In January, I put up a long review of the newest version of YNAB, being fairly disappointed in how it stacked up to other alternatives I was using at the time, like Mvelopes. Knowing how to create a budget was a good start, but I needed the right tool to help me make my plan a reality.
I then moved away from Mvelopes to an off-line spreadsheet system, having mastered the idea and process behind envelope budgeting. Recently, I started to miss some of the features that made Mvelopes great, including the ability to see history and reports with ease.
With YNAB 3.0’s beta period over and excellent updates being put out on a regular basis, I decided to give YNAB another look. I had already purchased a license with my first review, so there was nothing much to it except downloading the newest version.
Taking Another Look
I was very pleasantly surprised, with some critical improvements implemented that have me singing a much different tune. Let’s take a look at my original concerns and what has changed:
- Performance Issues: I originally considered the program sluggish and slow to respond. It looks like the load times have improved significantly, and the software designers have done a good job at having well-placed “transitional” screens that show up when switching modules. These pass the time when loading.
- Lack of a baseline budget. Unfortunately, this is still an issue that hasn’t been addressed. However, I’ve created work-arounds in the software by using future months to plan for income-to-expense balance.
- Disconnect between budgets and transactions. The latest YNAB update shows my envelope balances when selecting envelopes in the register! That’s exactly the link I was missing to connect the transaction screen to the budget, and one of the main concerns I had during my original review.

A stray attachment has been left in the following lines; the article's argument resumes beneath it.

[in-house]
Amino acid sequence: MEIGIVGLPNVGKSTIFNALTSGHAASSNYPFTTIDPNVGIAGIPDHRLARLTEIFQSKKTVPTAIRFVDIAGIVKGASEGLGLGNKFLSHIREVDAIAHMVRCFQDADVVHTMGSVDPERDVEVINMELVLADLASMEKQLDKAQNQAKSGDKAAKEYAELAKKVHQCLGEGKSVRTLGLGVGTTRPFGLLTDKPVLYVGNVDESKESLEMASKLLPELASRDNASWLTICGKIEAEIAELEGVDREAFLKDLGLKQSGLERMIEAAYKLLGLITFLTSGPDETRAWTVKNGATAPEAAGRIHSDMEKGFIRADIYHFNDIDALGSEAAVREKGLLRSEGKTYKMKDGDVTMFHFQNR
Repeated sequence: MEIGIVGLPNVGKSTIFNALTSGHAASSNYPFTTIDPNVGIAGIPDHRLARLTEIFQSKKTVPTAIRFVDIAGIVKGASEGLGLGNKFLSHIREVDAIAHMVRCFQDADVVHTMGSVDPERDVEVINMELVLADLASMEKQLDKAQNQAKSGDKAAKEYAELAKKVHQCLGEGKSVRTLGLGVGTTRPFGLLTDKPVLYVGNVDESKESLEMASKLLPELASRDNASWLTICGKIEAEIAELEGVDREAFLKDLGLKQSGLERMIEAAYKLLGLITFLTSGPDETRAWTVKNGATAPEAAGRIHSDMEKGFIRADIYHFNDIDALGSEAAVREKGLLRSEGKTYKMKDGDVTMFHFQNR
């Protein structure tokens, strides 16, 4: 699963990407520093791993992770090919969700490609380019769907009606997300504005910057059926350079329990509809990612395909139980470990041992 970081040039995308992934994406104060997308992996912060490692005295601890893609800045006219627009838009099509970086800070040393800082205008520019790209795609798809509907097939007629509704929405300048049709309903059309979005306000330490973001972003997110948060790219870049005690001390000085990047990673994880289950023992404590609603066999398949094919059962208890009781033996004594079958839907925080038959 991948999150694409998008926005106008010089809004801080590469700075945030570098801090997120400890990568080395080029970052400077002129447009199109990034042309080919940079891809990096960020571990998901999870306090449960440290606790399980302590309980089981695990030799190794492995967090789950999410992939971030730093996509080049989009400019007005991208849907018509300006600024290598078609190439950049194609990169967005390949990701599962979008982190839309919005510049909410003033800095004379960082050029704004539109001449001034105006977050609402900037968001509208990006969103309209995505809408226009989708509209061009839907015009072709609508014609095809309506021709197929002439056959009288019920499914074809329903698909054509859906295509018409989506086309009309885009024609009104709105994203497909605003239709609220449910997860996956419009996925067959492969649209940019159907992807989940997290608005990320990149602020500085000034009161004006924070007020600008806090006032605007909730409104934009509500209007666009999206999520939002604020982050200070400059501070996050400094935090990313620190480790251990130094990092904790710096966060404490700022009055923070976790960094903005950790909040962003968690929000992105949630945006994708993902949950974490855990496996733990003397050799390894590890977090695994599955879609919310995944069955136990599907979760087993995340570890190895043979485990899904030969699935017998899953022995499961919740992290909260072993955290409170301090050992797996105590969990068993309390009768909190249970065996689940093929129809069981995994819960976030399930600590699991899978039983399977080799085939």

- Transaction focus. This hasn’t changed since my last report (YNAB is still driven on inflows-outflows, rather than balances), but I’ve learned to live with it. In some instances, it’s made a positive difference in the way negative balances roll over from one month to the next. Force of habit, I guess.
- Manual import. Yes, you still have to download your transactions form the bank manually. But as I got used to doing this with my spreadsheet anyway, it no longer seems like such a big deal. As long as I stay up-to-date on receipts, there’s really no need to sync because my balance’s always accurate.
Can YNAB Compete?
YNAB could always compete, but at the time of my first review, I strongly preferred Mvelopes. These days, after having gone through a few other envelope budgeting systems, I can honestly say that I would recommend YNAB to a friend.
While we’re currently back to using Mvelopes, I encourage you to try envelope budgeting and the various tools available to you, including YNAB! It’s changed the way we handle money for life. Update: As of 2012, we’re back to using YNAB for our budget. Read my latest review of Mvelopes to find out why.
YNAB 4 Bonus Offer
2012 Update: Get $6 off the latest version of YNAB by using this coupon code link: http://ynab.refr.cc/R8HPVQJ (affiliate link)